flower: I do not think that it is 'per se' bad to introduce granularity as a technical term. I just think it is inopportune as granularity already has a meaning in 'common language' as well as several subcultural niches ( here1, here2). A newcomer to Go is already puzzled by all the termini, if we can avoid we should not add more. That much said: If you were to note at the top of a page to which granularity your refer to exclusively on this page then you could use the convenient short 'granularity' for the remainder of the page.
flower: As far as I can see both your examples show differences in strategy or possible results of area and territory scoring but fail to address Ikeda's idea of free mending in case of even dame. I will try to post an example some day tomorrow :)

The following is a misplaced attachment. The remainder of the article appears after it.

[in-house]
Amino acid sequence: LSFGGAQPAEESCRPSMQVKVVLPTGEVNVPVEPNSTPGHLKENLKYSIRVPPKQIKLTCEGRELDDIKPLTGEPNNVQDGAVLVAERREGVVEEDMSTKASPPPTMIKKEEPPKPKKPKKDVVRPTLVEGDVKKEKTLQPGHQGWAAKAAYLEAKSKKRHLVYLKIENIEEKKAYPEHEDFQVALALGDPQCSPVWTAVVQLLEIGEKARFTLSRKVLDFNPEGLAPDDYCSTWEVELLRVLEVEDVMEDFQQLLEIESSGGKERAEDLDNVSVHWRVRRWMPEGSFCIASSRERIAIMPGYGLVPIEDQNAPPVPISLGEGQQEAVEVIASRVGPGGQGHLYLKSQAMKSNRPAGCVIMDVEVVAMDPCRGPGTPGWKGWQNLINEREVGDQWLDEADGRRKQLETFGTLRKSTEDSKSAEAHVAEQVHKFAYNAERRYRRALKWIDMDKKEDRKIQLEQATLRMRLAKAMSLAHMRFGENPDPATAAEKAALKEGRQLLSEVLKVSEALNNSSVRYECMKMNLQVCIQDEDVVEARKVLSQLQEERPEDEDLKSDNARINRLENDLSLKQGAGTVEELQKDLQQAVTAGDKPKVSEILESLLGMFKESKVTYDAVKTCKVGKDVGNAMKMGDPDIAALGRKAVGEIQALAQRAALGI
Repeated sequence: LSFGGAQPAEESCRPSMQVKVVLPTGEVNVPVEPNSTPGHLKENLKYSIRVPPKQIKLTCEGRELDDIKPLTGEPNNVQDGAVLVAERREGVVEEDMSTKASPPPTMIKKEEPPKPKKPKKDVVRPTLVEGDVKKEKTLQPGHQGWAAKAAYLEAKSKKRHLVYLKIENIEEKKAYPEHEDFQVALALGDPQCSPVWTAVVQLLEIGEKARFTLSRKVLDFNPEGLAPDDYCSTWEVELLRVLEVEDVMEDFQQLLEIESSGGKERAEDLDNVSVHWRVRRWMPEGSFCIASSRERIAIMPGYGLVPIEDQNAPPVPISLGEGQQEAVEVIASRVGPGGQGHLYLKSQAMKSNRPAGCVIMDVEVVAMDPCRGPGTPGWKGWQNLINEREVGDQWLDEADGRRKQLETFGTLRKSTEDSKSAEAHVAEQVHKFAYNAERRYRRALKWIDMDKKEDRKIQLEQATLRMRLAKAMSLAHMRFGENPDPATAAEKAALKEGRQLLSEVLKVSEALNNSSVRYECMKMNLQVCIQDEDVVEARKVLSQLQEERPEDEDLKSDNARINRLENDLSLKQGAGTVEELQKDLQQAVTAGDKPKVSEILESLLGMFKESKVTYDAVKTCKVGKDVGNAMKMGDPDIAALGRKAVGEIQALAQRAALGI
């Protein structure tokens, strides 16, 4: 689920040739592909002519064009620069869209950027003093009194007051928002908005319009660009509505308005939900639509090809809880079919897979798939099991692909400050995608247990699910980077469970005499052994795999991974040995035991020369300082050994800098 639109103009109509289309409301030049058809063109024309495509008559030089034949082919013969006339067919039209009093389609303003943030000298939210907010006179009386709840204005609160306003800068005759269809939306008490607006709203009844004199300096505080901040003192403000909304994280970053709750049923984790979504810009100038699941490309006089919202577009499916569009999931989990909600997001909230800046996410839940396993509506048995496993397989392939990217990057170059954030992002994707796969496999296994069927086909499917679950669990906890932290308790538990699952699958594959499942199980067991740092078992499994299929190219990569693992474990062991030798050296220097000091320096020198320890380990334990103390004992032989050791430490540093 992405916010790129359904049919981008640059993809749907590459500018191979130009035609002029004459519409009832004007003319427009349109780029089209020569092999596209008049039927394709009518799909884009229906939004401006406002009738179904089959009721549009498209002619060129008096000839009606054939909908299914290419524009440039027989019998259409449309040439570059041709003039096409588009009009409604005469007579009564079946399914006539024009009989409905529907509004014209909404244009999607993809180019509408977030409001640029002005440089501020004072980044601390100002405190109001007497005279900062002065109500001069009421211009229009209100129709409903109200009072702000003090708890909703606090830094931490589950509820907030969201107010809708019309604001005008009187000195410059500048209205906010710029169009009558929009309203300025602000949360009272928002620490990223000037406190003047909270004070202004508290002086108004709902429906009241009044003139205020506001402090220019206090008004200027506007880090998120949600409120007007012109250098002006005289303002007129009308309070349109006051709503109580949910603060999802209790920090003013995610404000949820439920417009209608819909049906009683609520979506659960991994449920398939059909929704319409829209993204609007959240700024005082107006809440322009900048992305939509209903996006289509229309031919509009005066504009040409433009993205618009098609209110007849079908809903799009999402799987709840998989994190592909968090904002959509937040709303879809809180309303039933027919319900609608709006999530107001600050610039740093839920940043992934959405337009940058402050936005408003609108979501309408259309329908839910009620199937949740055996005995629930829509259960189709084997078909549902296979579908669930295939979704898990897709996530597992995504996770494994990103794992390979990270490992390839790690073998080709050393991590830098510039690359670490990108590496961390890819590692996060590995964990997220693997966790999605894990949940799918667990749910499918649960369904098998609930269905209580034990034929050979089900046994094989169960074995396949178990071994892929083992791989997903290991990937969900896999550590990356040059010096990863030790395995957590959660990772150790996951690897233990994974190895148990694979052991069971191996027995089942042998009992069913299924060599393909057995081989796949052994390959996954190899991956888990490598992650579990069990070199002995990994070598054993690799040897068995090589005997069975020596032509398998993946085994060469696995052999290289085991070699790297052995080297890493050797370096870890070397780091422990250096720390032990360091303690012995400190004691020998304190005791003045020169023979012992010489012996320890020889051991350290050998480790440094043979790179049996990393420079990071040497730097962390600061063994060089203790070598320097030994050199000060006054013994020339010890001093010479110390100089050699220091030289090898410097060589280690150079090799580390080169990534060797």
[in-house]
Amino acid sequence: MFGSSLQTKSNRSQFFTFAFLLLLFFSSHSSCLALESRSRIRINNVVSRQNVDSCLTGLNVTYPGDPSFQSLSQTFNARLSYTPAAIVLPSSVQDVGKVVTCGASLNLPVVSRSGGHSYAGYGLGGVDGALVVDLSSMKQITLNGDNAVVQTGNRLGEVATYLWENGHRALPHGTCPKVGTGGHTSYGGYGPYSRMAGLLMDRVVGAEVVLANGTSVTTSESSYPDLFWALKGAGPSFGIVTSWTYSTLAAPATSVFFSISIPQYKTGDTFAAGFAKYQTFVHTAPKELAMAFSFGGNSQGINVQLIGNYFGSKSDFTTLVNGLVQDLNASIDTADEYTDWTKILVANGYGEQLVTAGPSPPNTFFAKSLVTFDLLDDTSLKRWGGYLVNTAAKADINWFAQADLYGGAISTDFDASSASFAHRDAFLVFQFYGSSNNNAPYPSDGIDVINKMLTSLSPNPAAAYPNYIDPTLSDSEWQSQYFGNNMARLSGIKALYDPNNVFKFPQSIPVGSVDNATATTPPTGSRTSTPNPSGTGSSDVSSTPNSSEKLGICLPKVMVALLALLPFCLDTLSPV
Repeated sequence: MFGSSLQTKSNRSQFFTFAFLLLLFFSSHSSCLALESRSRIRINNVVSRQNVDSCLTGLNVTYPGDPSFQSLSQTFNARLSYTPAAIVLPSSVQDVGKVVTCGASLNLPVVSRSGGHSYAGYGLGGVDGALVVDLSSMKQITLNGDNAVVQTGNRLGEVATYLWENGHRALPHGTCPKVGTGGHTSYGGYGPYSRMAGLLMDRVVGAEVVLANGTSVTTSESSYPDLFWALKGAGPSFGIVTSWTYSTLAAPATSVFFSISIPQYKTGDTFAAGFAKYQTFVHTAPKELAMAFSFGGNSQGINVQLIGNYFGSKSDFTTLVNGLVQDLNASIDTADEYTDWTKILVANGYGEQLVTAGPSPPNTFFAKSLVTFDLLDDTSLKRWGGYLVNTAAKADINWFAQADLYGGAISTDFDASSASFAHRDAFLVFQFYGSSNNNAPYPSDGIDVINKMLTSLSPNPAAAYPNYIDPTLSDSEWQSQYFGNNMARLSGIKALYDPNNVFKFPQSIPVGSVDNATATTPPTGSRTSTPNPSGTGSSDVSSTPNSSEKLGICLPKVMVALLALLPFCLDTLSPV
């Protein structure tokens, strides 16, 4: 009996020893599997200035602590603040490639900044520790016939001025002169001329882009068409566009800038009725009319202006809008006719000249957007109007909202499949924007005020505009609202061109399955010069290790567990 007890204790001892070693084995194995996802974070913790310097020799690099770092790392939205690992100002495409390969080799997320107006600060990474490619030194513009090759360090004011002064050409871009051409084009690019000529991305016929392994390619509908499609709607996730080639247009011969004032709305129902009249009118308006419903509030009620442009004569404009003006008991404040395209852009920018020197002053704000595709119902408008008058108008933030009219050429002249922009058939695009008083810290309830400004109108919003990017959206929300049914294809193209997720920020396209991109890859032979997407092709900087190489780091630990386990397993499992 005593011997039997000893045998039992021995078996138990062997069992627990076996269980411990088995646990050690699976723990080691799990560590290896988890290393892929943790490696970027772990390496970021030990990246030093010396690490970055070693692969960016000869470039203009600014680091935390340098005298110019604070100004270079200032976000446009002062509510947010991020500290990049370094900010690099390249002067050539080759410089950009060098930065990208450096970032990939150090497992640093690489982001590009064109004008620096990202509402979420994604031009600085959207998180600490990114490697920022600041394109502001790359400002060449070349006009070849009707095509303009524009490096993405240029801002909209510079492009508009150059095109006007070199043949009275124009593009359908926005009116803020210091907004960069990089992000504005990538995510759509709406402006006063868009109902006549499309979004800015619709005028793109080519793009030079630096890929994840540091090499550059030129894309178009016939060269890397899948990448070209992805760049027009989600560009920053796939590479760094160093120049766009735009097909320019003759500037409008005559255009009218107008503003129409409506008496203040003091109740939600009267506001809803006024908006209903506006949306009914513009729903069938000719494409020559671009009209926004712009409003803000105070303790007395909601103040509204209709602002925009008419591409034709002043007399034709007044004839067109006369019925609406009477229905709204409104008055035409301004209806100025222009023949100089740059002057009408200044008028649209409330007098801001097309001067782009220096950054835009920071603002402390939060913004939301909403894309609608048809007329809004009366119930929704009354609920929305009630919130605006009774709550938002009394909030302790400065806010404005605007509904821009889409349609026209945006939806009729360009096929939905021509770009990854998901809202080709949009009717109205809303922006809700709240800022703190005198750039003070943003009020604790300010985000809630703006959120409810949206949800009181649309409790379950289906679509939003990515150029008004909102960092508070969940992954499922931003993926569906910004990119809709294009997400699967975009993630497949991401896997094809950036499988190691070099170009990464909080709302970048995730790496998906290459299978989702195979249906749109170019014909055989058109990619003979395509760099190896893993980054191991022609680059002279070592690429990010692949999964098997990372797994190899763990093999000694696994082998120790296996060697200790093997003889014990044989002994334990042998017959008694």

The Count: The first example has zero dame, which is of course an even number of dame. Black mends his group for free under area scoring.
flower: Aye I agree, it might be that either my tired mind played tricks on me or that the thought slipped my mind while sleeping. I rationalize that I was confused by the zero dame (which are of course a case even dame) as I always pictured it as being punished for making unecessary repairs when one truly should occupy a dame. (the curse of imprecise mnemonics :)
Flower: Ahh mayhap it just came back to me now. Your examples demonstrate indeed the 'free mending' problem. But they do not show how the game gets more interesting to remedy it. Or at least your version is unintuitive as one would have to be pretty braindead in order not to reinforce one's territory in both cases. There is no added skill and decision element involved (and this added element is what ikeda referred to as 'more interesting')
The Count: I don't quite understand what you mean by "they do not show how the game gets more interesting to remedy it." That is, if there is currently a problem with the example, I don't know what to do to change it.